Testing a Coupled Global-limited-area Data Assimilation System Using Observations from the 2004 Pacific Typhoon SeasonHolt, Christina 2011 August 1900 (has links)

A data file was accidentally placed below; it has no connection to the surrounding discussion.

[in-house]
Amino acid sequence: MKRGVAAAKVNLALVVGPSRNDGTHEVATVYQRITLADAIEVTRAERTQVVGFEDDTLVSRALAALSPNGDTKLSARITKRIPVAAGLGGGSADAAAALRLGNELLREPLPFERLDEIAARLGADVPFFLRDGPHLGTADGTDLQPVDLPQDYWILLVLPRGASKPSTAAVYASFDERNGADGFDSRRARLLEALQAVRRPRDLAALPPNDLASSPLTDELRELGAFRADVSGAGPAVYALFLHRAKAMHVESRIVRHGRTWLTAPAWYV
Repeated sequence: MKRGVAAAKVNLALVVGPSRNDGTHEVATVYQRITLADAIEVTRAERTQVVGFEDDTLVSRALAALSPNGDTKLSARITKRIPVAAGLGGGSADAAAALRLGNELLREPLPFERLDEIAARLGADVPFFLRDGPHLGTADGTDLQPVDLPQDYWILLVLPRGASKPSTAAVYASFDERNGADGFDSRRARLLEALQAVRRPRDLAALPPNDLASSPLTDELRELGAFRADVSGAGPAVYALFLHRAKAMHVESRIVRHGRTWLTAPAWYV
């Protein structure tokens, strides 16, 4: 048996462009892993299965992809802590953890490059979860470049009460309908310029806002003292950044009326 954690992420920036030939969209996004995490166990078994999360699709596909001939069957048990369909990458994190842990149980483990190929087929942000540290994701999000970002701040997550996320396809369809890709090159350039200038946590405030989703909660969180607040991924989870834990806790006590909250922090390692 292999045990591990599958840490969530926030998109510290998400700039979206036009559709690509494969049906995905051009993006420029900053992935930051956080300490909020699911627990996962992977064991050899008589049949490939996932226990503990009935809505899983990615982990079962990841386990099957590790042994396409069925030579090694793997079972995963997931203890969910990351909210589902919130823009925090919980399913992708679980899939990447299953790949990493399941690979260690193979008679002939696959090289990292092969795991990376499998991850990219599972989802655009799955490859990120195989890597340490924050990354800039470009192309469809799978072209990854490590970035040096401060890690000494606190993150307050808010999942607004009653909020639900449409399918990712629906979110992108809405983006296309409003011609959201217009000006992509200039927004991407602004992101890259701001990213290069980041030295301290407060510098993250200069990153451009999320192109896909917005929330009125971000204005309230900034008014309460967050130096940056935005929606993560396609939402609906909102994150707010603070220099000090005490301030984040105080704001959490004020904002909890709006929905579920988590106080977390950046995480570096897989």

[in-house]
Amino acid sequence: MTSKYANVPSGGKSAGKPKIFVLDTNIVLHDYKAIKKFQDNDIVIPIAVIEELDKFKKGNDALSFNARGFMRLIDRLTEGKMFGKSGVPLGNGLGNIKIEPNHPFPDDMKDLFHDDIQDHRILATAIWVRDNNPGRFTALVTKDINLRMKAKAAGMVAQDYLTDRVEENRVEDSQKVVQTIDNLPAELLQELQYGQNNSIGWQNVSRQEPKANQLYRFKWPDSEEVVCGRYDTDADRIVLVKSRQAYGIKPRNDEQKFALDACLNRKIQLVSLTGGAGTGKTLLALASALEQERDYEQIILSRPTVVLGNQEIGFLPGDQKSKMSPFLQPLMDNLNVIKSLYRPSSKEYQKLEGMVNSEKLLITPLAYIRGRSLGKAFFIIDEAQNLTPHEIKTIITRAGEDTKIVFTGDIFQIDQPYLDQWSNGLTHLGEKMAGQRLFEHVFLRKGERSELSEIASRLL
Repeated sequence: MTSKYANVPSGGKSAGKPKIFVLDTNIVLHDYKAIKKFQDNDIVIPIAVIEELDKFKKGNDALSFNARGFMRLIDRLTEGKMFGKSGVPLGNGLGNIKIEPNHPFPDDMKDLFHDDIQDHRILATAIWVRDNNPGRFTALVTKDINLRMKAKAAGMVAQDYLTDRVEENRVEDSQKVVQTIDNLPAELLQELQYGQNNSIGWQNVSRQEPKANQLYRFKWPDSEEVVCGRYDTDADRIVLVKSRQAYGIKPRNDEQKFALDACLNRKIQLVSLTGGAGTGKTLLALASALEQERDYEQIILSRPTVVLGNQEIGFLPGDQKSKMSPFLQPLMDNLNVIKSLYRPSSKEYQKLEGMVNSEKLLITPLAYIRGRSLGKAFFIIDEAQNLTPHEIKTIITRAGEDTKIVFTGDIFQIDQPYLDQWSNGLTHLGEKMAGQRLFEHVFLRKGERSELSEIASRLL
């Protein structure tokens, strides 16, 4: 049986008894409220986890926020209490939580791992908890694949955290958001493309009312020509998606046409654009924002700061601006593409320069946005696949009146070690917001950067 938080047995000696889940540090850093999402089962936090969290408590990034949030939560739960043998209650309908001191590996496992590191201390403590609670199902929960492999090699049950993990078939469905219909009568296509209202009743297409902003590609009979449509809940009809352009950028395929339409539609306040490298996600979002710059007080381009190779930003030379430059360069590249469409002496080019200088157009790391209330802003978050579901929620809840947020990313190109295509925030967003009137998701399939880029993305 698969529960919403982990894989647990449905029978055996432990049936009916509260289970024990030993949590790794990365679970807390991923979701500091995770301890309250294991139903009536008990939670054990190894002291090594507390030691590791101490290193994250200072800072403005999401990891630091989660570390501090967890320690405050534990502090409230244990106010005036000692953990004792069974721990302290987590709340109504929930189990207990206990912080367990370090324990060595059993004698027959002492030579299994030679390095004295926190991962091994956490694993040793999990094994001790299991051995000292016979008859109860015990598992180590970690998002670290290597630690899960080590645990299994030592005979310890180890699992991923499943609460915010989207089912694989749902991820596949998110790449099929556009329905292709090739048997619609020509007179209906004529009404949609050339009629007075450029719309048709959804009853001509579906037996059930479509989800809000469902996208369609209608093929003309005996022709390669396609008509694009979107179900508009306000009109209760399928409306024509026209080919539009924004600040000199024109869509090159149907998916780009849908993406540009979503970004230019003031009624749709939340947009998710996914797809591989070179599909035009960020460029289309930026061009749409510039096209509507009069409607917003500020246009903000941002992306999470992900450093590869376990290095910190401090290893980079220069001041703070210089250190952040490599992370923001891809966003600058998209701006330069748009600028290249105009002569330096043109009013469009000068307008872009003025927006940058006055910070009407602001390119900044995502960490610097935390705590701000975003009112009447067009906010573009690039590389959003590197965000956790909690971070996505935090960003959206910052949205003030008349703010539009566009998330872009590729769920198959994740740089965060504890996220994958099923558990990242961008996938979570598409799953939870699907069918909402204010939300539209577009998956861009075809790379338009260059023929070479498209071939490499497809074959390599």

Tropical cyclone (TC) track and intensity forecasts have improved in recent years due to increased model resolution, improved data assimilation, and the rapid increase in the number of routinely assimilated observations over oceans. The data assimilation approach that has received the most attention in recent years is Ensemble Kalman Filtering (EnKF). The most attractive feature of the EnKF is that it uses a fully flow-dependent estimate of the error statistics, which can have important benefits for the analysis of rapidly developing TCs. We implement the Local Ensemble Transform Kalman Filter algorithm, a variation of the EnKF, on a reduced-resolution version of the National Centers for Environmental Prediction (NCEP) Global Forecast System (GFS) model and the NCEP Regional Spectral Model (RSM) to build a coupled global-limited area analysis/forecast system. This is the first time, to our knowledge, that such a system is used for the analysis and forecast of tropical cyclones. We use data from summer 2004 to study eight tropical cyclones in the Northwest Pacific. The benchmark data sets that we use to assess the performance of our system are the NCEP Reanalysis and the NCEP Operational GFS analyses from 2004. These benchmark analyses were both obtained by the Statistical Spectral Interpolation, which was the operational data assimilation system of NCEP in 2004. The GFS Operational analysis assimilated a large number of satellite radiance observations in addition to the observations assimilated in our system. All analyses are verified against the Joint Typhoon Warning Center Best Track data set. The errors are calculated for the position and intensity of the TCs. The global component of the ensemble-based system shows improvement in position analysis over the NCEP Reanalysis, but shows no significant difference from the NCEP operational analysis for most of the storm tracks. The regional component of our system improves position analysis over all the global analyses. The intensity analyses, measured by the minimum sea level pressure, are of similar quality in all of the analyses. Regional deterministic forecasts started from our analyses are generally not significantly different from those started from the GFS operational analysis. On average, the regional experiments performed better for longer than 48 h sea level pressure forecasts, while the global forecast performed better in predicting the position for longer than 48 h.
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